Open Source Software, Open Educational Resources, Open Access...these and other 'open' terms are often bandied about by today's educators, but to what extent do we understand what they really mean? Here's a clue: they could hold the key to universal access to research, education, and culture. But as in any realm of learning, they will remain vague concepts until people take hold of them and put them into practice. To this end, P2PU and Creative Commons have created The School of Open, a crowdsourced academy that sheds light on these, and other, 'open' secrets. The school's first courses have just been launched, a variegated palette of stand-alone courses, which can be worked through at any time, and facilitated courses that run for a set period of weeks with an organizer that provides feedback and facilitates discussion. Mentors and learners, individuals and organizations alike are encouraged to create or improve courses. See here for a list of courses.
Open content for elearning: Cross-institutional collaboration for education and training in a digital environment
Massive Online Open Courses (MOOCs) have been growing in popularity with educational researchers, instructors, and learners in online environments. Online discussions are as important in MOOCs as in other online courses. Online discussions that occur in MOOCs are influenced by additional factors resulting from their volatile and voluntary participation structure. This article aims to examine discussions that took place in MobiMOOC in the spring of 2011, a MOOC structured around mobile learning.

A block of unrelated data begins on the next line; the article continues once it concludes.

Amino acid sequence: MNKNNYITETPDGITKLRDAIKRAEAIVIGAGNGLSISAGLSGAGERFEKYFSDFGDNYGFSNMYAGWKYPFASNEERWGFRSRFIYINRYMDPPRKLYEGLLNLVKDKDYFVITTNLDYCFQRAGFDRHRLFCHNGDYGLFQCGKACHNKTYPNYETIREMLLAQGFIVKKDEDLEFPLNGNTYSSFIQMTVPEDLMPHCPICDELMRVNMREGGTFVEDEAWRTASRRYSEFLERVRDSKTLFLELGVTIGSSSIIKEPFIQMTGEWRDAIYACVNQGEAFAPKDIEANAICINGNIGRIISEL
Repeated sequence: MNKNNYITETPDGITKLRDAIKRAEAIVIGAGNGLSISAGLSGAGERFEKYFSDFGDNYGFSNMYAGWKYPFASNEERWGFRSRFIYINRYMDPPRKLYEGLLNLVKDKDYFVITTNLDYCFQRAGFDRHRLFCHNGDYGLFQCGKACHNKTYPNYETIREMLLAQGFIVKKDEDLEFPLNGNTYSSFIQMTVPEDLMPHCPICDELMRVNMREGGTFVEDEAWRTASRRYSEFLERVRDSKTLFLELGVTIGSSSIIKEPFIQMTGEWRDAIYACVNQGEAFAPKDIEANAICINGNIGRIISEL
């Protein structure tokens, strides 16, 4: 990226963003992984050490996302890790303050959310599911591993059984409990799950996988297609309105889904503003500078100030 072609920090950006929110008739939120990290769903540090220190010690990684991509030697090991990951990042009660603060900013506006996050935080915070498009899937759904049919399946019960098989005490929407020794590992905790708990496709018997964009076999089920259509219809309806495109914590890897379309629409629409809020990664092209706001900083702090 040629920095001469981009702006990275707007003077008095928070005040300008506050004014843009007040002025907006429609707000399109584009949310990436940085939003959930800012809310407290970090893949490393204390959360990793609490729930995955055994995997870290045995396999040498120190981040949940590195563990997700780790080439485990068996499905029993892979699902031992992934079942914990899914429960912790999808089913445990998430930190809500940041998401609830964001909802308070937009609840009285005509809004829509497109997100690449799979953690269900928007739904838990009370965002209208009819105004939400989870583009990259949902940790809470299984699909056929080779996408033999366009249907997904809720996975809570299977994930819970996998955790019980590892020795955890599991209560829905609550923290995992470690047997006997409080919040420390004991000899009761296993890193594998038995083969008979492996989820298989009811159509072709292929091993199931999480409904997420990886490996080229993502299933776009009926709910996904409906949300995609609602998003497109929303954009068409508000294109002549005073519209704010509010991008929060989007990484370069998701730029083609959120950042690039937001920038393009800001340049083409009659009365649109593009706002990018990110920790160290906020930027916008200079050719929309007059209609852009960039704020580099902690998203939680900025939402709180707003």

This line of inquiry focused on language from the discussions that contained emotive vocabulary in the MobiMOOC discussion forums. Emotive vocabulary is words or phrases that are implicitly emotional (happy, sad, frustrated) or relate to emotional contexts (I wasn’t able to…). This emotive vocabulary, when present, was examined to determine whether it could serve as a mechanism for predicting future and continued participation in the MOOC. In this research, narrative inquiry approach was used in order to shine a light on the possible predictive qualities of emotive text in both participants who withdrew from the course as well as moderately or moderately active participants. The results indicated that emotive vocabulary usage did not significantly predict or impact participation retention in MobiMOOC.